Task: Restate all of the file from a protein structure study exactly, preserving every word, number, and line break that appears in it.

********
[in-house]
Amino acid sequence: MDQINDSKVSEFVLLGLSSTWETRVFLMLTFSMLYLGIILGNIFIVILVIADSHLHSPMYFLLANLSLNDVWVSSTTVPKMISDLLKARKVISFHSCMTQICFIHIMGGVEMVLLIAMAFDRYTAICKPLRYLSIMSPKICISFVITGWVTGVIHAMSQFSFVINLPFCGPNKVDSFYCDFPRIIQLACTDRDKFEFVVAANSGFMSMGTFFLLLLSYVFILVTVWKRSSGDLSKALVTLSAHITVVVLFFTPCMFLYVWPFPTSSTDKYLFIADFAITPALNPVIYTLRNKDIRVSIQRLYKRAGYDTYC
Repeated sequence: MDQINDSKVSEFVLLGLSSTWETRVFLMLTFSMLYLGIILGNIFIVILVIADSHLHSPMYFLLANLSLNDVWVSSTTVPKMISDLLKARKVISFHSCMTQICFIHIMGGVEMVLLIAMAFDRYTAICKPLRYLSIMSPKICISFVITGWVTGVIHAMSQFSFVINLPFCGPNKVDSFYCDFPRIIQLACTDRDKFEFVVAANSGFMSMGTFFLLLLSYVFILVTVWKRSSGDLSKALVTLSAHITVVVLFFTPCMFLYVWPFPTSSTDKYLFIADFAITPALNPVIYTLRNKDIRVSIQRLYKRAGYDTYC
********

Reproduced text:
[in-house]
Amino acid sequence: MDQINDSKVSEFVLLGLSSTWETRVFLMLTFSMLYLGIILGNIFIVILVIADSHLHSPMYFLLANLSLNDVWVSSTTVPKMISDLLKARKVISFHSCMTQICFIHIMGGVEMVLLIAMAFDRYTAICKPLRYLSIMSPKICISFVITGWVTGVIHAMSQFSFVINLPFCGPNKVDSFYCDFPRIIQLACTDRDKFEFVVAANSGFMSMGTFFLLLLSYVFILVTVWKRSSGDLSKALVTLSAHITVVVLFFTPCMFLYVWPFPTSSTDKYLFIADFAITPALNPVIYTLRNKDIRVSIQRLYKRAGYDTYC
Repeated sequence: MDQINDSKVSEFVLLGLSSTWETRVFLMLTFSMLYLGIILGNIFIVILVIADSHLHSPMYFLLANLSLNDVWVSSTTVPKMISDLLKARKVISFHSCMTQICFIHIMGGVEMVLLIAMAFDRYTAICKPLRYLSIMSPKICISFVITGWVTGVIHAMSQFSFVINLPFCGPNKVDSFYCDFPRIIQLACTDRDKFEFVVAANSGFMSMGTFFLLLLSYVFILVTVWKRSSGDLSKALVTLSAHITVVVLFFTPCMFLYVWPFPTSSTDKYLFIADFAITPALNPVIYTLRNKDIRVSIQRLYKRAGYDTYC